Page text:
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RE: GPL & commercial software, the critical distinction (fwd)



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At 05:28 AM 10/2/98 -0500, Brown, R Ken wrote:
> Nonsense. Most of those businesses became monopolies - or
> local monopolies - in the relatively unregulated 1880-1914
> period. 

Untrue:

> In some of them - like rail or oil in the USA - governments
> introduced regulation to *force* competition. 

In the case of the railways, the governments granted and
imposed monopolies.  In the case of oil, I assume you are
referring to "Standard Oil", there was no monopoly, and the
government regulation had little apparent effect. 

Also the Standard Oil issue was about refineries, not oil
wells or oil pipelines.  There was nothing to prevent any man
or his dog from setting up a refinery, and lots of them did.

> In UK over the last 30 years government  has  used a thing 
> called the "Monopolies and Mergers Commission" to
> investigate & (very occasionally) break up monopolies or
> cartels. 

This is like arguing that the existence of witch burning
proves the existence of witches.

> Recently government has forcibly broken up gas supply
> monopolies in this country.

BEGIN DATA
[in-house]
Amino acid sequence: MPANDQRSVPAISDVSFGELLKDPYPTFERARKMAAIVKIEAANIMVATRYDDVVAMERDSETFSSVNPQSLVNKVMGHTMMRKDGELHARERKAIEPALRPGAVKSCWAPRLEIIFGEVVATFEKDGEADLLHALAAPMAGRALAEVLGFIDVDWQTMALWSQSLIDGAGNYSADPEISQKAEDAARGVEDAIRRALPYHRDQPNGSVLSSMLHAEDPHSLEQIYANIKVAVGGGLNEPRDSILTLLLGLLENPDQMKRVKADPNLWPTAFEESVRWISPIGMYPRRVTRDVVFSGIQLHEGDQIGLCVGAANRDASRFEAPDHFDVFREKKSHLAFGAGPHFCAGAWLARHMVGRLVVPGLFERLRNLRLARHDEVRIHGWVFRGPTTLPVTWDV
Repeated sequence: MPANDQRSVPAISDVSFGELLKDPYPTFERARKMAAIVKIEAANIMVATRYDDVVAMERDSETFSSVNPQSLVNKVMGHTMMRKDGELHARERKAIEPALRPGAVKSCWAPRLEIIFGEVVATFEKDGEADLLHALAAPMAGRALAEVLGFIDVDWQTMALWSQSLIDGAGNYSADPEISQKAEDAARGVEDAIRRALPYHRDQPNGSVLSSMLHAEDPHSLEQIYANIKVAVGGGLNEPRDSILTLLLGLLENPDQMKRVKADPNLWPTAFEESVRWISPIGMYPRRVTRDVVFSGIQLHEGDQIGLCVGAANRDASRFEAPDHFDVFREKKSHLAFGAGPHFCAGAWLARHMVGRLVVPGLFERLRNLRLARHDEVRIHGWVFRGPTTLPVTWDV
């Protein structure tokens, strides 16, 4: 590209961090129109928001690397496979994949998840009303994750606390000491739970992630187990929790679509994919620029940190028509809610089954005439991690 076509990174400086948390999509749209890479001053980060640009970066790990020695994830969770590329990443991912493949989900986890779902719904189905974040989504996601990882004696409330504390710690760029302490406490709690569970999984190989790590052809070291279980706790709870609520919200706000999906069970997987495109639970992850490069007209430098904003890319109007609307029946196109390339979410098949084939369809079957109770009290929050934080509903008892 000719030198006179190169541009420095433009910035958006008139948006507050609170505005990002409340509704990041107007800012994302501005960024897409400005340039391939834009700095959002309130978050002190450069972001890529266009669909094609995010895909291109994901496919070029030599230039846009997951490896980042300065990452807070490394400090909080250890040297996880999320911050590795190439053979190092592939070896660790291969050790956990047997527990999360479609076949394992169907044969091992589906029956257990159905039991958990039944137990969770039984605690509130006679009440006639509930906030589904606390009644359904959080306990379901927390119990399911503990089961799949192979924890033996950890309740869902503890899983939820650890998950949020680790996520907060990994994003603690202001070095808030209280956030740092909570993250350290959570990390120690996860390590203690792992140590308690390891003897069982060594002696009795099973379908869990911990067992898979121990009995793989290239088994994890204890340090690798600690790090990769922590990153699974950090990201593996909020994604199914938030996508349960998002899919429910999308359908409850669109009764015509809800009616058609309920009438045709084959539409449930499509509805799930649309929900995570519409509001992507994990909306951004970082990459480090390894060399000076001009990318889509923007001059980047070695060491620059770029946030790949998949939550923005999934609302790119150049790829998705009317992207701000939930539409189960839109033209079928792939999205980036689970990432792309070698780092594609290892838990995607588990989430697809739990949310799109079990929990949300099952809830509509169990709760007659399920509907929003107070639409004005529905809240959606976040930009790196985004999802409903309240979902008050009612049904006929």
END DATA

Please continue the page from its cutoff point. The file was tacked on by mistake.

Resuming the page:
After first forcibly creating gas supply monopolies.

> What happens much more often is that one company becomes
> dominant and then uses money to undersell rivals.

Why don't you argue that they conduct sacrifices to Satan?

A big company has no monetary advantage over a small company.

Suppose Firm A controls 90% of the market and firm B controls
10% of the market.  Artificially low prices cost the big firm
nine times as much as the small firm.  Under capitalism, the
small company can duke it out on equal terms with the big
firm, and with great regularity, that is exactly what they
do.

> Garbage (what we call rubbish over here) collection  is
> different again. It's not at all a nutural monopoly and
> there is nothing stopping anyone offering to do it as a
> business. But it is a natural for social ownership,

You mistake the political adventures of your local elite for
universal laws.  In some parts of the world rubbish
collection is private.  In other parts of the world shoe
production is public.

In one of those nordic countries, I think Finland, the phone
system was never made a public enterprise or state regulated
monopoly, but most other things were.

There is no "natural monopoly" that is not somewhere a
private industry, and often it is a private industry in a
place that is otherwise quite socialist.  Public and private
ownership reflect the accidents of politics and history more
than they reflect the natural characteristics of the industry
in dispute.

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         James A. Donald
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We have the right to defend ourselves and our property, because 
of the kind of animals that we are. True law derives from this 
right, not from the arbitrary power of the omnipotent state.


http://www.jim.com/jamesd/      James A. Donald